Has domestic comfort become the ultimate cinematic fantasy for modern audiences?
In America, it’s not uncommon to describe built space with the same kind of language customarily associated with erotic desire. A 2008 book and various blogs have been devoted to the concept of “house lust,” and “#architectureporn” is an established descriptor on Instagram and Twitter. But the most pervasive connections between home and love can, in fact, be found on the silver screen – specifically within the modern romantic comedy.
Earlier this year, director Barry Jenkins delightfully live-tweeted a secondhand viewing of the 1999 rom-com classic Notting Hill while aboard an airplane, and his most serious commentary regarded the film’s setting: “What kind of bookstore owner has a flat like THAT in NOTTING HILL? This one actually isn’t a joke, what we’ve done to our neighborhoods, to property values and the VALUE of certain jobs is so damn sobering, depressing.”
Clearly a period piece BTW: what kind of bookstore owner has a flat like THAT in NOTTING HILL? This one actually isn’t a joke, what we’ve done to our neighborhoods, to property values and the VALUE of certain jobs is so damn sobering, depressing
— Barry Jenkins (@BarryJenkins) January 4, 2018
Plush real estate has long been a fixture of the feel-good “neo-traditional” rom-com that flourished throughout the early 1990s and mid-aughts, popularized by filmmakers like Nora Ephron, Nancy Meyers, and indeed Notting Hill scribe Richard Curtis. The protagonists of these narratives are invariably white, neurotic yet likable, and possess comfortable, vaguely creative careers. They could be quaint indie-bookstore owners, like Notting Hill’s Will Thacker (Hugh Grant) and You’ve Got Mail’s Kathleen Kelly (Meg Ryan), or presumably successful writers like Ryan’s Sally Albright, a journalist of indeterminate beat in When Harry Met Sally, and Erica Barry (Diane Keaton) in Something’s Gotta Give, a playwright who owns a Hamptons beach house.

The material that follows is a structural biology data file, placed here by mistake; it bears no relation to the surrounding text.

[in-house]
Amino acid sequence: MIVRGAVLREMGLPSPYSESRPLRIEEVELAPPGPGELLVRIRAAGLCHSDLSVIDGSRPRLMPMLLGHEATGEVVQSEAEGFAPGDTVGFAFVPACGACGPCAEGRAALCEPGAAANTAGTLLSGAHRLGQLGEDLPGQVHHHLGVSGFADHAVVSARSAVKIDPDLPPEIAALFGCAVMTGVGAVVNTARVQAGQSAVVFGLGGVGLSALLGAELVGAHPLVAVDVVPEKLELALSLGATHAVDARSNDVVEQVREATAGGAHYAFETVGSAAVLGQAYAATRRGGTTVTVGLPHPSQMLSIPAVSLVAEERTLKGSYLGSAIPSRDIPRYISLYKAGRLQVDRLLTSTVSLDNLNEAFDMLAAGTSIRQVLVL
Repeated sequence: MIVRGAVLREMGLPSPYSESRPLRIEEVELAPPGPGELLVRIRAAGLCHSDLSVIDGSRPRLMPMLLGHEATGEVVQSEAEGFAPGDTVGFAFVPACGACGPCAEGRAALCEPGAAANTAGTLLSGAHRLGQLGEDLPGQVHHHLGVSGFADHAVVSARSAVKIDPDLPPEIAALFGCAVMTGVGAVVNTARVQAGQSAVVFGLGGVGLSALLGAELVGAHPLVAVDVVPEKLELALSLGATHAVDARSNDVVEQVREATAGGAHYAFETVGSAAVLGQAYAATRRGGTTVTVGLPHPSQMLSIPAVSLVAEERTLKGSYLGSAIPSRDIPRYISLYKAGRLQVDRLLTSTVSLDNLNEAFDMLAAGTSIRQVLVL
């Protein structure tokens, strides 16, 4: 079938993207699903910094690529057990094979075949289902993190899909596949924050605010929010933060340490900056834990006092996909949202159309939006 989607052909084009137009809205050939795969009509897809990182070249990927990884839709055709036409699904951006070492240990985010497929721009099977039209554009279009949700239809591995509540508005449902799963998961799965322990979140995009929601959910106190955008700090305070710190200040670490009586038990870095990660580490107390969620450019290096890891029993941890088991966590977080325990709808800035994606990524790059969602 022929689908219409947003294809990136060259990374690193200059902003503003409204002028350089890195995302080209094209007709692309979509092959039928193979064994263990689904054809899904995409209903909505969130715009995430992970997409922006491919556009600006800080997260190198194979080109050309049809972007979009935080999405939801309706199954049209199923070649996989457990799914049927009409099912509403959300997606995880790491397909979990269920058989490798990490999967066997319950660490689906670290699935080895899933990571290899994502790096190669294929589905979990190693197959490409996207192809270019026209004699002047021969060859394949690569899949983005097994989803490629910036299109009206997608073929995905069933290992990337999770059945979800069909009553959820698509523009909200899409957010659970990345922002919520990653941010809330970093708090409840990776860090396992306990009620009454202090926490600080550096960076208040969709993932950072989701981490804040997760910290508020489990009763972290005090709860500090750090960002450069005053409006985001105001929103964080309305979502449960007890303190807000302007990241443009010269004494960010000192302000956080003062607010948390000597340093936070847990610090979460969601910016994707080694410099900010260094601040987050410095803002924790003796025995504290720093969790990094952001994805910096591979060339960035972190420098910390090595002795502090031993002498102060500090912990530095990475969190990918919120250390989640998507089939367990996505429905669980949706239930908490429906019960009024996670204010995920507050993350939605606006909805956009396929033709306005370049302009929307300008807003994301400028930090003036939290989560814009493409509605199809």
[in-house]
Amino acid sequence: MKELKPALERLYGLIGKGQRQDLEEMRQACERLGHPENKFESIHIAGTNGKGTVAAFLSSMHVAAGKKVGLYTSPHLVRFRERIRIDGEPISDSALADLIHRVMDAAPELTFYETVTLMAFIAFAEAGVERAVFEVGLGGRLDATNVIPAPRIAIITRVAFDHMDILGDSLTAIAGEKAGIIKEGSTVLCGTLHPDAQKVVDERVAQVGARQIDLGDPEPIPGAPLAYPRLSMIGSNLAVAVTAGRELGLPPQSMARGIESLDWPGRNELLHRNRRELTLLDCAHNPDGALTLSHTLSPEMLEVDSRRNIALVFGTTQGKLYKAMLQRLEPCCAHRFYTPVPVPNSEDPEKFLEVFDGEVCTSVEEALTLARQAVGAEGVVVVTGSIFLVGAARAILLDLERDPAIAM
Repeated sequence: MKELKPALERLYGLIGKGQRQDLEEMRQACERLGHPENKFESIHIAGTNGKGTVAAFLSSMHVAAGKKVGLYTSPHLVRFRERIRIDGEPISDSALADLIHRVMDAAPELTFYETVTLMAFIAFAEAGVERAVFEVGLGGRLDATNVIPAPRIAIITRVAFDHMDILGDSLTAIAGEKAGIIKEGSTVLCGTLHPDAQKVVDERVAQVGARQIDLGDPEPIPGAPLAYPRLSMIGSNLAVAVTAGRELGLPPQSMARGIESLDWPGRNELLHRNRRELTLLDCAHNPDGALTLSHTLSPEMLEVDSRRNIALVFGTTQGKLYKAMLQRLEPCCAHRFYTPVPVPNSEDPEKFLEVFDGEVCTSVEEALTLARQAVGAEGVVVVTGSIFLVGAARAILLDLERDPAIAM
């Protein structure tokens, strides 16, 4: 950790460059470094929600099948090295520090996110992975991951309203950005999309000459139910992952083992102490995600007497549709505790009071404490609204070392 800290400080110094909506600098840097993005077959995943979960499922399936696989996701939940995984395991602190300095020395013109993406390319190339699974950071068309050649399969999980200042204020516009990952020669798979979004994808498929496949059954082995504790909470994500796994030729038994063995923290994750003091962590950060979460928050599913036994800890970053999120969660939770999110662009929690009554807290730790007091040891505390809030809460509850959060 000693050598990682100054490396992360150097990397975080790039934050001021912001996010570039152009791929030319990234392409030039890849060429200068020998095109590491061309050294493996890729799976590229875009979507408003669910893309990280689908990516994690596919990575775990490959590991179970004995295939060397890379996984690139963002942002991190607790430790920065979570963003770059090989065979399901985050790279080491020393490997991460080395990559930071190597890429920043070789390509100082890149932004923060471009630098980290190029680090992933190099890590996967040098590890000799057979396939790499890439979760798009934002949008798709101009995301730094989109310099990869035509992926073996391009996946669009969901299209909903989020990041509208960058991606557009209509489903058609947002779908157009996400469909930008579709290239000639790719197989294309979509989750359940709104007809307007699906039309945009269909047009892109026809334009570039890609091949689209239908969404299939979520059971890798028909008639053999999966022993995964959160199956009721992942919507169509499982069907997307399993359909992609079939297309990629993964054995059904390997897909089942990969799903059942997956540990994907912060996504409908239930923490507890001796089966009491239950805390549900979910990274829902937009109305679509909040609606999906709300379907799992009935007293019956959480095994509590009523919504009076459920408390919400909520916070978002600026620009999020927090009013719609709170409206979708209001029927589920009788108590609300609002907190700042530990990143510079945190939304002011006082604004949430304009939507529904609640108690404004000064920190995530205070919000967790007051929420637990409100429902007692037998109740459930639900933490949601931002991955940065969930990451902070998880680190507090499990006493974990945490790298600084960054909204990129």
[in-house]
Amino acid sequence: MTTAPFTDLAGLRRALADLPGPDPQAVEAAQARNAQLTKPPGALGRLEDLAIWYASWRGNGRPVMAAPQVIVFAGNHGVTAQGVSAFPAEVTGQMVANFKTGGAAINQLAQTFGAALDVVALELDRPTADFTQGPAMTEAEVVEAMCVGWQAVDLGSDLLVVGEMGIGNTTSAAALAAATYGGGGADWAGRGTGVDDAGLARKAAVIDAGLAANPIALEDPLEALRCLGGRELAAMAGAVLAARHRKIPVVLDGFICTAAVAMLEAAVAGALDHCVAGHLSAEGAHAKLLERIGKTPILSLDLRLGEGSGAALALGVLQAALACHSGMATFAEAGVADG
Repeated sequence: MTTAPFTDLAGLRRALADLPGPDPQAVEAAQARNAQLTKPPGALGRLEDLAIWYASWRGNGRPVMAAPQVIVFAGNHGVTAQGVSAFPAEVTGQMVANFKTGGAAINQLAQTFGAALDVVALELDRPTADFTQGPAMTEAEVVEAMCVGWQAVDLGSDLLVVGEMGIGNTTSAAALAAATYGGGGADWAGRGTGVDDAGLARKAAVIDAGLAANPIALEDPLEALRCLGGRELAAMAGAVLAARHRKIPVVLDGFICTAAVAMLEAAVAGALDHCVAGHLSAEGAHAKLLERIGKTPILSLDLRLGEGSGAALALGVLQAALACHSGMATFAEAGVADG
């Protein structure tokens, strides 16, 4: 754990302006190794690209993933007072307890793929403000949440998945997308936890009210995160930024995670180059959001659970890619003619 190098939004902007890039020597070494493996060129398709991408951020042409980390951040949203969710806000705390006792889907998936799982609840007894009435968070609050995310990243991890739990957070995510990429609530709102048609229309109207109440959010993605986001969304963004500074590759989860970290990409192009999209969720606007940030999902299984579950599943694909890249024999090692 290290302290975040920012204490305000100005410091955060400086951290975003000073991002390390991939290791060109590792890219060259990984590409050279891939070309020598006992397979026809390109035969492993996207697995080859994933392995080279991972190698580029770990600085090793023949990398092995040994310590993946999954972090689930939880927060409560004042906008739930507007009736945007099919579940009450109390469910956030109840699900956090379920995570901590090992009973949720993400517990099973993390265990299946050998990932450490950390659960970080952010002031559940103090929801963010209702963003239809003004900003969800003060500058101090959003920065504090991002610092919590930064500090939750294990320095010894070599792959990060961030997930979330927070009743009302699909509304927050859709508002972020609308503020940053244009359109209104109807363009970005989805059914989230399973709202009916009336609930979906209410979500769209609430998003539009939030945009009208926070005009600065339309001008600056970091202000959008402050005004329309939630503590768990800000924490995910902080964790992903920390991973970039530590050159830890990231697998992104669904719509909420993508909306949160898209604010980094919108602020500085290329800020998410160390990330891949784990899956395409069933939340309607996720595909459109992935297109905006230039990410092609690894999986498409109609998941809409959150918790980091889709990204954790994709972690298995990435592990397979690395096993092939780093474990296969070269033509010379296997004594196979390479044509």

Countless critics have scrutinized the rom-com’s impact on our expectations of gender, sexuality, and love, but the material aesthetics of the genre have received considerably less attention. The protagonists in these films are generally affluent – perhaps more so than the average viewer – but never so wealthy that their world seems completely foreign. Their houses never reach the explicitly theatrical heights of, say, an ancestral castle or estate, but their interiors are still composed with stunning deliberation. Even the most “modest” homes by square footage, like Will’s flat in Notting Hill or the idyllically-named Rosehill Cottage where Amanda Woods (Cameron Diaz) stays in The Holiday, are spaces that still feel impeccably cared for. Even mundane objects feel earnest and permanent in the way that an IKEA purchase could never be – take, for example, Will’s print of Marc Chagall’s La Mariée that his celebrity sweetheart Anna Scott (Julia Roberts) admires and later gifts him the original version of.
“Pre-existing space underpins not only durable spatial arrangements but also representational spaces and their attendant imagery and mythic narratives,” wrote the philosopher Henri Lefebvre in his 1974 book The Production of Space. It’s those “mythic narratives” of representational space – that is, the non-tangible space one sees in maps and models, the kind that can be altered by the human imagination – that helps explain the overwhelming allure of the rom-com house. Lefebvre was speaking broadly about the nature of urban environments, but his ideas can also be observed on the microcosmic level of the fictional home – more than simply a passive backdrop to human work and play, it is a wholly constructed product of the culture it exists within.
This impulse is perhaps clearest in the work of Nancy Meyers, in which houses essentially function as reliable supporting players in their own right. These homes are seldom minimalist; they are beautiful in a distinctly lived-in, unabstracted way. Their interiors might be large, but never stark or empty. The camera seems unwilling, even frightened, to leave their inhabitants unmoored within too much blank space – they are always safely cosseted within buttery-soft layers of upholstery and domestic paraphernalia, like pristinely stacked bookshelves or cabinets brimming with porcelain dinnerware.